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Asian migrants drive resurgence in US immigration

Asian migrants are driving a resurgence in immigration to the US, with the largest increase in newcomers since before the recession.

High numbers of Chinese students and skilled workers from India are now moving to the US, with the cap on H-1B visa applications being reached in less than a week this year.

Hispanic immigration is also increasing, after slowing down in the past few years due to lack of job opportunities, especially in construction. Many Hispanic workers returned home during this period.

Now that the construction industry is picking up again after the recession, there has been a rise in Hispanic workers coming to the US. Reportedly 27% of all new immigrants to the US last year were Hispanic, compared with 10% in 2012 and 1% in 2011, according to census figures.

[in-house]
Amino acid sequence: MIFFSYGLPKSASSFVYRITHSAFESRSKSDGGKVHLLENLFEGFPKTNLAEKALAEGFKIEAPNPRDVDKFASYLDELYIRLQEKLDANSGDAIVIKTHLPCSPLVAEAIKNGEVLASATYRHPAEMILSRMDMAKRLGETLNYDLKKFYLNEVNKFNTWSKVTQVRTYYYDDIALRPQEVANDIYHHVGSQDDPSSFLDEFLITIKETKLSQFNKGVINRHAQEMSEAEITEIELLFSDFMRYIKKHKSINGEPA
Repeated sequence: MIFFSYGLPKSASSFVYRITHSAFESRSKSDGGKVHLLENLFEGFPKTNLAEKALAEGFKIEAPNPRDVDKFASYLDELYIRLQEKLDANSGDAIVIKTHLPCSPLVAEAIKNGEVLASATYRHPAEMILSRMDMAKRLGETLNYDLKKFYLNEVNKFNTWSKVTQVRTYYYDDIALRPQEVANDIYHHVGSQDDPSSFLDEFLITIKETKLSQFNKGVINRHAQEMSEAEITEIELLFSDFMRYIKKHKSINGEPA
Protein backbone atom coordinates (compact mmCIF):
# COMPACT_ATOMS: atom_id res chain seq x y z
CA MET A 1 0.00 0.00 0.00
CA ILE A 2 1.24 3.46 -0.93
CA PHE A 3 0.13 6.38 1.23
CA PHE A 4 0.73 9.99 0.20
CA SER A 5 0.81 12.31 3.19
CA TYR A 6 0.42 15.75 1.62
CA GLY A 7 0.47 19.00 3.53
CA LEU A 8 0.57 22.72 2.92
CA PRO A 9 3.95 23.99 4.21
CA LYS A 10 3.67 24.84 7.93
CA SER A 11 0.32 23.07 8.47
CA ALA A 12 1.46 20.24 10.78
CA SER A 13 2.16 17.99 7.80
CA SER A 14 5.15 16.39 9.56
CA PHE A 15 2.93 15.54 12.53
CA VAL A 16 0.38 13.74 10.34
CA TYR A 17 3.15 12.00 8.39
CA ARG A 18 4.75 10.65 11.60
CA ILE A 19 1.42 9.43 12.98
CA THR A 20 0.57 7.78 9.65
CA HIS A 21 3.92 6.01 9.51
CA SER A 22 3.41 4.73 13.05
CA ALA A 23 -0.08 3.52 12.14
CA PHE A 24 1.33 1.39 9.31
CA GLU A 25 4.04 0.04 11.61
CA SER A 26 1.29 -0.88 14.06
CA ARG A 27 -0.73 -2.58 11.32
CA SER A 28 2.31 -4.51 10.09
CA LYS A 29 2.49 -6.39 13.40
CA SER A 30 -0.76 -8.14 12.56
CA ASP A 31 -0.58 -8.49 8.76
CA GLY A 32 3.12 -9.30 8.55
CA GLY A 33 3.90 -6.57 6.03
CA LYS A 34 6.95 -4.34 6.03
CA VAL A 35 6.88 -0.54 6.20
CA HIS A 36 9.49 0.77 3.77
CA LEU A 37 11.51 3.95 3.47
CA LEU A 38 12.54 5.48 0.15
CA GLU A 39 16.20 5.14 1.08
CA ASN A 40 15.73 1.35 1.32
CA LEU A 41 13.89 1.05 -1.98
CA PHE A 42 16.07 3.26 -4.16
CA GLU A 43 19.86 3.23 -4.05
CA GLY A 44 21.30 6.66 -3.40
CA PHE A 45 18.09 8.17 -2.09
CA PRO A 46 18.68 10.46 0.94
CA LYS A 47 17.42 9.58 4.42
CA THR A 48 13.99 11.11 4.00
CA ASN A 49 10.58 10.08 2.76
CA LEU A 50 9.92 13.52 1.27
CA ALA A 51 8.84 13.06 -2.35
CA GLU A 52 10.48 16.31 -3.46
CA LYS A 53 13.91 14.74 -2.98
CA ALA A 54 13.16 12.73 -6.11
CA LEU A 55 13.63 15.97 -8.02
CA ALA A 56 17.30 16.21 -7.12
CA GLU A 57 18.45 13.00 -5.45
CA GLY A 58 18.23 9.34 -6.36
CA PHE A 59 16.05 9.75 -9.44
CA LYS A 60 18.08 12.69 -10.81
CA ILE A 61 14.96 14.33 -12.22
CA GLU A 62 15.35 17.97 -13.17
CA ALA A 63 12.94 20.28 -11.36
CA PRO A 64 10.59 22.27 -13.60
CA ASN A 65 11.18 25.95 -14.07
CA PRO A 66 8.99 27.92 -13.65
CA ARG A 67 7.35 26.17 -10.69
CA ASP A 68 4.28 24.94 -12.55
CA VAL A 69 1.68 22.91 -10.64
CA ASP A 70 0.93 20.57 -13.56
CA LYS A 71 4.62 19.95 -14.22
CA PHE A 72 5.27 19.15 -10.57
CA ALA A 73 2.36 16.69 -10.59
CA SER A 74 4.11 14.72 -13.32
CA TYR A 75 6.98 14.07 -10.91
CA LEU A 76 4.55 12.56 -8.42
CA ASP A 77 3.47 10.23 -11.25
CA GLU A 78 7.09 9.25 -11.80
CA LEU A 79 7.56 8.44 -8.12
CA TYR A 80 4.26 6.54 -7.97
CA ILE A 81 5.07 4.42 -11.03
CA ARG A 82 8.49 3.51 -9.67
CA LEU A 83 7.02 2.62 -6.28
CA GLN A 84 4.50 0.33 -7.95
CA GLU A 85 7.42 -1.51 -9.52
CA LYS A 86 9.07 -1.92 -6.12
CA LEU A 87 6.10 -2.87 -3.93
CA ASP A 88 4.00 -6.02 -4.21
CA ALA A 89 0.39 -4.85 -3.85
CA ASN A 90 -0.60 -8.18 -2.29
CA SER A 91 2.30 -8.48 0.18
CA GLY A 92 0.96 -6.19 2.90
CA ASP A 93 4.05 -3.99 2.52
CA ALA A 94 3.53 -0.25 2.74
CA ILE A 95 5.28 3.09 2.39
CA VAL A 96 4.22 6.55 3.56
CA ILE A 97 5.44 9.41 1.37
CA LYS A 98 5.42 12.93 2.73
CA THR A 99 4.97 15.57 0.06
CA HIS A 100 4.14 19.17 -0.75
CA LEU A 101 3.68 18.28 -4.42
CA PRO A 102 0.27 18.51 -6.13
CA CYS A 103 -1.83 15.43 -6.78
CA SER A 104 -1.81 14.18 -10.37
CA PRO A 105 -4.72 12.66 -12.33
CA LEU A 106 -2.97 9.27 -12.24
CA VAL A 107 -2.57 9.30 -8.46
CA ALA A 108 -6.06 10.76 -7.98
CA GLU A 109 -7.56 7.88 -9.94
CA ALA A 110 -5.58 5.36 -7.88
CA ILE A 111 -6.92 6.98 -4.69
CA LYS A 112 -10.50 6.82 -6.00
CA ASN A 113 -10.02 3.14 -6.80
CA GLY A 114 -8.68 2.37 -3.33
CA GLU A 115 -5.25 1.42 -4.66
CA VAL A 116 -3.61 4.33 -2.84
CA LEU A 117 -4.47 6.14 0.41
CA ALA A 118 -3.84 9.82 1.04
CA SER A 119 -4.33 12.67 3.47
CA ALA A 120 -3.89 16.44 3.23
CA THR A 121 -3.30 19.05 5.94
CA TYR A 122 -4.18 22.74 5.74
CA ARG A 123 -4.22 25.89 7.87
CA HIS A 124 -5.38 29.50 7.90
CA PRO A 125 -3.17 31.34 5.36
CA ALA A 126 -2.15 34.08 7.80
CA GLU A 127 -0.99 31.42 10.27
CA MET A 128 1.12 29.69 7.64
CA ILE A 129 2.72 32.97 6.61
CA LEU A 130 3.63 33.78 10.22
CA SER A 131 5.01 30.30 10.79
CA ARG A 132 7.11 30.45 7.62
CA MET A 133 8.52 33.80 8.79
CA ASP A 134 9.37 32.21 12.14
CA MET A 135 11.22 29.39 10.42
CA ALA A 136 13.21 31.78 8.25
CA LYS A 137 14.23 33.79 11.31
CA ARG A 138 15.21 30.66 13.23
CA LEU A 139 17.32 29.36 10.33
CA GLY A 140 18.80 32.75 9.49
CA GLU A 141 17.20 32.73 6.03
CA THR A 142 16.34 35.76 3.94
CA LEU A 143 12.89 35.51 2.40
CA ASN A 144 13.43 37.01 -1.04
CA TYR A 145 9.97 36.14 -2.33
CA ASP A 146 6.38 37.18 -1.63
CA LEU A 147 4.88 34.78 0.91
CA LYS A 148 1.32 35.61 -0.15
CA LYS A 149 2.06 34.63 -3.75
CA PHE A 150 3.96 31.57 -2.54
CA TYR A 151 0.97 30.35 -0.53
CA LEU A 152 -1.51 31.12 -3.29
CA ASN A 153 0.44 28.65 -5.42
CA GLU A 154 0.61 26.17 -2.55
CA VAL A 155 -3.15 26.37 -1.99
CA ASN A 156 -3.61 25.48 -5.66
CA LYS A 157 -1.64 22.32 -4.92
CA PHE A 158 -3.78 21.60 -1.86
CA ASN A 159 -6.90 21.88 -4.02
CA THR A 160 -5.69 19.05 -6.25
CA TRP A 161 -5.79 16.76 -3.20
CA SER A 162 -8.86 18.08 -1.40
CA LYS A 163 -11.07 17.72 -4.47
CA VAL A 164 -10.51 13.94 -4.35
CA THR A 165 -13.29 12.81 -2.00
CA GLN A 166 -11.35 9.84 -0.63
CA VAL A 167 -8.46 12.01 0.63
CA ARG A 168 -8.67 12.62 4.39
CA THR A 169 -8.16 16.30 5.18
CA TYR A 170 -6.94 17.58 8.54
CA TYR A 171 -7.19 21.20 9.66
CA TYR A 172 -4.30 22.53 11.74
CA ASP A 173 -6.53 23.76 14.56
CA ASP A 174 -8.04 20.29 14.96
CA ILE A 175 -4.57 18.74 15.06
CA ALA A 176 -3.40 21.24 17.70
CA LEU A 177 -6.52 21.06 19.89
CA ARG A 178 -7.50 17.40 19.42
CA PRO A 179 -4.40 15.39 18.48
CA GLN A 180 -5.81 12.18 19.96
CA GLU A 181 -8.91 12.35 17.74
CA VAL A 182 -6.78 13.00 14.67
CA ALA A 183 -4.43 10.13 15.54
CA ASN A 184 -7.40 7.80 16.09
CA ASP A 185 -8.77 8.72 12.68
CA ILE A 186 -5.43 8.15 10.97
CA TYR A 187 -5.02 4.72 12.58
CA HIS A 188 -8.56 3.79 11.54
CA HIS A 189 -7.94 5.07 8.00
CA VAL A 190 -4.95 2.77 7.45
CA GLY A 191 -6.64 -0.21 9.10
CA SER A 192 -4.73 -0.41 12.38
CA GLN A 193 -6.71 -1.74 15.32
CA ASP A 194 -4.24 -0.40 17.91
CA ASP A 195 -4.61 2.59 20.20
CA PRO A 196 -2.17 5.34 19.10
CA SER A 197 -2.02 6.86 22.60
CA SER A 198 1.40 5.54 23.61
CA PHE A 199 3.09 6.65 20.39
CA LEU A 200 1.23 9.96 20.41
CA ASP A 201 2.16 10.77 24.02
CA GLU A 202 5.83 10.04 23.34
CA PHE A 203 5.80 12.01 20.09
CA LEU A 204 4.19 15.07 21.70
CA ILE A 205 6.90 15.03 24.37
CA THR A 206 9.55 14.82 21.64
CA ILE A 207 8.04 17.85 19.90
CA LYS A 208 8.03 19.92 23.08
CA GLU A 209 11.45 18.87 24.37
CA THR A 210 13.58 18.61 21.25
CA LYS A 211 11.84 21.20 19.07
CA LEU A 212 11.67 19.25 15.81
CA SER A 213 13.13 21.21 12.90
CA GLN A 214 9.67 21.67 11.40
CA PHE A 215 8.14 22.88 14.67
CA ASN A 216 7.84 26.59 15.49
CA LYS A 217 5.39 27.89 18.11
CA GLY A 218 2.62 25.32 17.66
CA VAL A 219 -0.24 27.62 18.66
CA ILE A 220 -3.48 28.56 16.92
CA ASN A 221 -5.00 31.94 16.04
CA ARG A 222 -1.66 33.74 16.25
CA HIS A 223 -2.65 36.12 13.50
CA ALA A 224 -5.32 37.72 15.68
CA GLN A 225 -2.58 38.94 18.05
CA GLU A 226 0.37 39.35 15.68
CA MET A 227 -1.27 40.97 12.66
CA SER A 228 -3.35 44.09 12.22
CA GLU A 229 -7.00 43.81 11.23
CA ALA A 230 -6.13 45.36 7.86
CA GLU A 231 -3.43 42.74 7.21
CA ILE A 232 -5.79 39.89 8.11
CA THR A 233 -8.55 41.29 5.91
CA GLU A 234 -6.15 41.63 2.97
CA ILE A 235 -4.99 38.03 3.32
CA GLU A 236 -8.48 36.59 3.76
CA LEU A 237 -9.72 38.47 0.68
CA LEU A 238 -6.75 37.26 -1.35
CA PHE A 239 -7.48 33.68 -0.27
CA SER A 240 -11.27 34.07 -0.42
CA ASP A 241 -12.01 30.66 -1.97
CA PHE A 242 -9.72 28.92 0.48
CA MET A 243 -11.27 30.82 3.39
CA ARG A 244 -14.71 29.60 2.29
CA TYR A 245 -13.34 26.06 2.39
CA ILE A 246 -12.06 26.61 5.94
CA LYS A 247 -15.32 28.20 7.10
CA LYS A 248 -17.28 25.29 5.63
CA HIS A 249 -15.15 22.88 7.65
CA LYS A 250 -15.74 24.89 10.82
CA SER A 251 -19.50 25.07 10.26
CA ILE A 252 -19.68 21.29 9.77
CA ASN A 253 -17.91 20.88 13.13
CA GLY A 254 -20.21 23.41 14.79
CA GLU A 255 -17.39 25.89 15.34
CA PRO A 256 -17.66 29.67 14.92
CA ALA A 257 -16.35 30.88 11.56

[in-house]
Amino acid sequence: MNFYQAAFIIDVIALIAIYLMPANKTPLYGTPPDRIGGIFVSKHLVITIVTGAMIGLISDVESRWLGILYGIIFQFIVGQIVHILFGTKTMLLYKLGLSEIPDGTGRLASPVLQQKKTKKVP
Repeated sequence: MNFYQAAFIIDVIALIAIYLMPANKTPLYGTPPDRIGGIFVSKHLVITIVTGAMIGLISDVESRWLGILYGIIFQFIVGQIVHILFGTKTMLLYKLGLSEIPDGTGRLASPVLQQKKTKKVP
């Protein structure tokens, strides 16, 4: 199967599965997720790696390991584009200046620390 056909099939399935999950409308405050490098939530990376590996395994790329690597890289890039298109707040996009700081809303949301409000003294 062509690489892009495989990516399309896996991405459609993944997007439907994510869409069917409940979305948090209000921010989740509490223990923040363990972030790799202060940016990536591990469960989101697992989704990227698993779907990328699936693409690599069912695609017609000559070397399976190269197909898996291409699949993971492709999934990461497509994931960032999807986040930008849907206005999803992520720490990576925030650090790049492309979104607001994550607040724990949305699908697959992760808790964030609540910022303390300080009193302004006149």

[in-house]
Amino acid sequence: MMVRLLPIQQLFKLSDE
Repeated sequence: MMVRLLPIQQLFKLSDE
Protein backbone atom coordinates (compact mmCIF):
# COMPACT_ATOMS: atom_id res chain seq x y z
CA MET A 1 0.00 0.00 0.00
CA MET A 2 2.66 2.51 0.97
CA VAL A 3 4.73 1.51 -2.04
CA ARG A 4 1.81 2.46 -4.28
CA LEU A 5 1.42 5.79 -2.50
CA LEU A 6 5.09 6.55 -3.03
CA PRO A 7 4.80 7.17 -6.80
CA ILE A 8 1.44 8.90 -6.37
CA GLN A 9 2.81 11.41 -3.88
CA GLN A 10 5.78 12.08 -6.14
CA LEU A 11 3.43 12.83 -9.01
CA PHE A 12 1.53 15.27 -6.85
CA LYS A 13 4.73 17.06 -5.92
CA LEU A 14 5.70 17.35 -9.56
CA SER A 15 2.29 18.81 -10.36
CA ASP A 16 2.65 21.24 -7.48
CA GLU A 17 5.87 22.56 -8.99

However these figures don't differentiate between legal and illegal migrants; included in the figures are the large number of children who crossed the border illegally during the summer, from Central America.

Overall, the number of immigrants in the US jumped by 523,400 in the past year, which is the largest increase since 2006.

Immigration rates are still a long way off the 800,000 per year average of the 1990s and 2000s, which saw a surge in Hispanic migration to the US. Increased job opportunities in Central America, along with tighter border controls and declining fertility rates mean that it is unlikely that rates will reach this level again any time soon.

There are signs though that Hispanic immigration is on the rise again, after the number of Mexicans in the US increased by 22,000 last year. This followed a decline of around 109,000 in 2012.

The US economic recovery means that America is regaining its reputation as a top destination for migrant workers.

William Frey of the Brookings Institution, who analyzed the census data, explains 'some of the things limiting immigration in recent years—a bad job market, less demand for workers—is easing.'